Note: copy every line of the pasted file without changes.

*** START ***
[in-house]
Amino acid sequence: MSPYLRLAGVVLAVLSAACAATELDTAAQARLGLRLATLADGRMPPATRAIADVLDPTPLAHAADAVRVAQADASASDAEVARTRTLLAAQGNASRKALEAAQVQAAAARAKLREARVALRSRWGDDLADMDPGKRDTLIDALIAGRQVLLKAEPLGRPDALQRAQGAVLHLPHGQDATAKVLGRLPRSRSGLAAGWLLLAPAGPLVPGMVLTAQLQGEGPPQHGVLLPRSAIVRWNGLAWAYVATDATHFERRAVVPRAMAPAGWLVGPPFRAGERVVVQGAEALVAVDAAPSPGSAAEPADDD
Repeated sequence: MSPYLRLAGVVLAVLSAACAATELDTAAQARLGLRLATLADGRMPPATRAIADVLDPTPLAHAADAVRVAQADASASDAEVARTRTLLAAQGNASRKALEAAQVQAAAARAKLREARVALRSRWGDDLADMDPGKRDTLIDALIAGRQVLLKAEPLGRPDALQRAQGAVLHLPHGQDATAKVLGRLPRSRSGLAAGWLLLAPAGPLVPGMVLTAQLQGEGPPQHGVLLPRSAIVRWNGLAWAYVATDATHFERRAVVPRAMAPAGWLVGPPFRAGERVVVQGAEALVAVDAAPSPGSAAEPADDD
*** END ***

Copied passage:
[in-house]
Amino acid sequence: MSPYLRLAGVVLAVLSAACAATELDTAAQARLGLRLATLADGRMPPATRAIADVLDPTPLAHAADAVRVAQADASASDAEVARTRTLLAAQGNASRKALEAAQVQAAAARAKLREARVALRSRWGDDLADMDPGKRDTLIDALIAGRQVLLKAEPLGRPDALQRAQGAVLHLPHGQDATAKVLGRLPRSRSGLAAGWLLLAPAGPLVPGMVLTAQLQGEGPPQHGVLLPRSAIVRWNGLAWAYVATDATHFERRAVVPRAMAPAGWLVGPPFRAGERVVVQGAEALVAVDAAPSPGSAAEPADDD
Repeated sequence: MSPYLRLAGVVLAVLSAACAATELDTAAQARLGLRLATLADGRMPPATRAIADVLDPTPLAHAADAVRVAQADASASDAEVARTRTLLAAQGNASRKALEAAQVQAAAARAKLREARVALRSRWGDDLADMDPGKRDTLIDALIAGRQVLLKAEPLGRPDALQRAQGAVLHLPHGQDATAKVLGRLPRSRSGLAAGWLLLAPAGPLVPGMVLTAQLQGEGPPQHGVLLPRSAIVRWNGLAWAYVATDATHFERRAVVPRAMAPAGWLVGPPFRAGERVVVQGAEALVAVDAAPSPGSAAEPADDD